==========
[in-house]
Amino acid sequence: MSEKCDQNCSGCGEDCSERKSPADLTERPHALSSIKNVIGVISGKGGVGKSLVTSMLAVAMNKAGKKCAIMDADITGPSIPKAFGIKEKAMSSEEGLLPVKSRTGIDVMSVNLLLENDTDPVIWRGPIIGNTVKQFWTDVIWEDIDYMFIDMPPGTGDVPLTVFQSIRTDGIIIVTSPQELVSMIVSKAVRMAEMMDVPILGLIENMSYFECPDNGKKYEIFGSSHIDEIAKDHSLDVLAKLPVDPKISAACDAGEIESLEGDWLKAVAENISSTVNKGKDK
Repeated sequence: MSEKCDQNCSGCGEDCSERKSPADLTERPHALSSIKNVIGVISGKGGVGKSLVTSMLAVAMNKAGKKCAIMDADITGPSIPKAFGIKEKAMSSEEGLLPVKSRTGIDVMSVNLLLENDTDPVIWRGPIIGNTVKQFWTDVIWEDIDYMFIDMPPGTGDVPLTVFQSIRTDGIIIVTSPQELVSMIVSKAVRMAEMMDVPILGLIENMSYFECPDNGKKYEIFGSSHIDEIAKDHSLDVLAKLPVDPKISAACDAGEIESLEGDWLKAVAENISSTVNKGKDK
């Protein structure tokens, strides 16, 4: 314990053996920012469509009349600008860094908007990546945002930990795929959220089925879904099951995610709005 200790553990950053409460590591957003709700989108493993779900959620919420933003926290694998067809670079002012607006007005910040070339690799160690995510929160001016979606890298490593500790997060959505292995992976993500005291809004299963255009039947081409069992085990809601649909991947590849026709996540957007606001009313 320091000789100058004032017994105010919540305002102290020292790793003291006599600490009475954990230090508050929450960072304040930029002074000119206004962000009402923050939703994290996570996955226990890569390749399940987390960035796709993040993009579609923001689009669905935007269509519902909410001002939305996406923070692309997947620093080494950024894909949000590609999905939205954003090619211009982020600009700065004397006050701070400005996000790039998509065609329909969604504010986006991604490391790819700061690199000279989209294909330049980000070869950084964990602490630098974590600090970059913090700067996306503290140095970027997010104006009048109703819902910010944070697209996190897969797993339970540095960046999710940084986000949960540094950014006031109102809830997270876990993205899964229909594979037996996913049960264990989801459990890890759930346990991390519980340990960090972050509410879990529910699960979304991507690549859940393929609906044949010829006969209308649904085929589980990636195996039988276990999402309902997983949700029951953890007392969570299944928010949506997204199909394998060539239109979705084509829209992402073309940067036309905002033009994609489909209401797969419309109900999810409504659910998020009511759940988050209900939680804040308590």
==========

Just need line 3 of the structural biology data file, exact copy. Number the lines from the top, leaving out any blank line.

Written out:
Repeated sequence: MSEKCDQNCSGCGEDCSERKSPADLTERPHALSSIKNVIGVISGKGGVGKSLVTSMLAVAMNKAGKKCAIMDADITGPSIPKAFGIKEKAMSSEEGLLPVKSRTGIDVMSVNLLLENDTDPVIWRGPIIGNTVKQFWTDVIWEDIDYMFIDMPPGTGDVPLTVFQSIRTDGIIIVTSPQELVSMIVSKAVRMAEMMDVPILGLIENMSYFECPDNGKKYEIFGSSHIDEIAKDHSLDVLAKLPVDPKISAACDAGEIESLEGDWLKAVAENISSTVNKGKDK